How social media is used in the U.S. for political issues. Statista<p>It's inspiring to see young people around the world deeply engaged in the digital space and continuing their activism. They have played a critical role in calling for change and transformation in society. From climate to health to politics, young people are the most affected. The only way to make progress is to build back better. They're building upon existing issues and movements, creating new alliances and driving conversations and action. This generation is also building upon the same values and ideas of those before them to change the status quo and find ways to enact change for a better future.</p>
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By Mike Gaworecki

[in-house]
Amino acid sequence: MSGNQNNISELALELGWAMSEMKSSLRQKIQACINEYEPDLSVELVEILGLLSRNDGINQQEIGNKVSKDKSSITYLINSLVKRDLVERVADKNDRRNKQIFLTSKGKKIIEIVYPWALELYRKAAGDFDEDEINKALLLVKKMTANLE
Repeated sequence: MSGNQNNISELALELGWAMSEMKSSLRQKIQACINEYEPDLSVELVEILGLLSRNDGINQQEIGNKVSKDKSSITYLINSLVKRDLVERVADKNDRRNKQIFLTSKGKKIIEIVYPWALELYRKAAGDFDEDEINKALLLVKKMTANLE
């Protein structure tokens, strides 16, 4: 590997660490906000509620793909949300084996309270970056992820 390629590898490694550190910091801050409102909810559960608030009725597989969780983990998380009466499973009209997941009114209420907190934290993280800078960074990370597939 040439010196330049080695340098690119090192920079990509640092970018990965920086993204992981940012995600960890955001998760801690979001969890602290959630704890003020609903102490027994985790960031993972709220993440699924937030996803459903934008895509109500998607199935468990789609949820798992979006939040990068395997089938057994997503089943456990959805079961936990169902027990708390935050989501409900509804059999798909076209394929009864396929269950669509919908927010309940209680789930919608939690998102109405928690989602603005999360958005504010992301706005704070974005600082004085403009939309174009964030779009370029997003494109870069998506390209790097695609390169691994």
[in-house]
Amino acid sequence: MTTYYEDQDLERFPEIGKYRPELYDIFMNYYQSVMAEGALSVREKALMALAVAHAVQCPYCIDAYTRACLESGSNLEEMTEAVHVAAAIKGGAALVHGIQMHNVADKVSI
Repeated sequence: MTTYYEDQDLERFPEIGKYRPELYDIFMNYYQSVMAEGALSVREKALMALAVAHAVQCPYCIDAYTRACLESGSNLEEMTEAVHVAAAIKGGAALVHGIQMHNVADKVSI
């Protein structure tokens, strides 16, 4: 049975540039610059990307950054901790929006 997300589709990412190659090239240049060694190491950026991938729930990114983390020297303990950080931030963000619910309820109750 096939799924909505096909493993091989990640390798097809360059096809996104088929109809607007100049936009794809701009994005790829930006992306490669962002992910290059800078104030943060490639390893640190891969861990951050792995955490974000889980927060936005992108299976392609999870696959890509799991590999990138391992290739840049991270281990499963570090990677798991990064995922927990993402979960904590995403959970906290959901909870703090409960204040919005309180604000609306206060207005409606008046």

Today we take a look at efforts to protect the Cross River gorilla, one of the world's rarest great ape subspecies, which include a radio program broadcast to nearly 4 million Nigerians that is helping to address the attitudes and knowledge gaps that lead to the human behaviors threatening the gorillas' survival.
Listen here:<iframe style="border: none" src="//html5-player.libsyn.com/embed/episode/id/16399115/height/90/theme/custom/thumbnail/yes/direction/backward/render-playlist/no/custom-color/3e5014/" height="90" width="100%" scrolling="no" allowfullscreen webkitallowfullscreen mozallowfullscreen oallowfullscreen msallowfullscreen></iframe>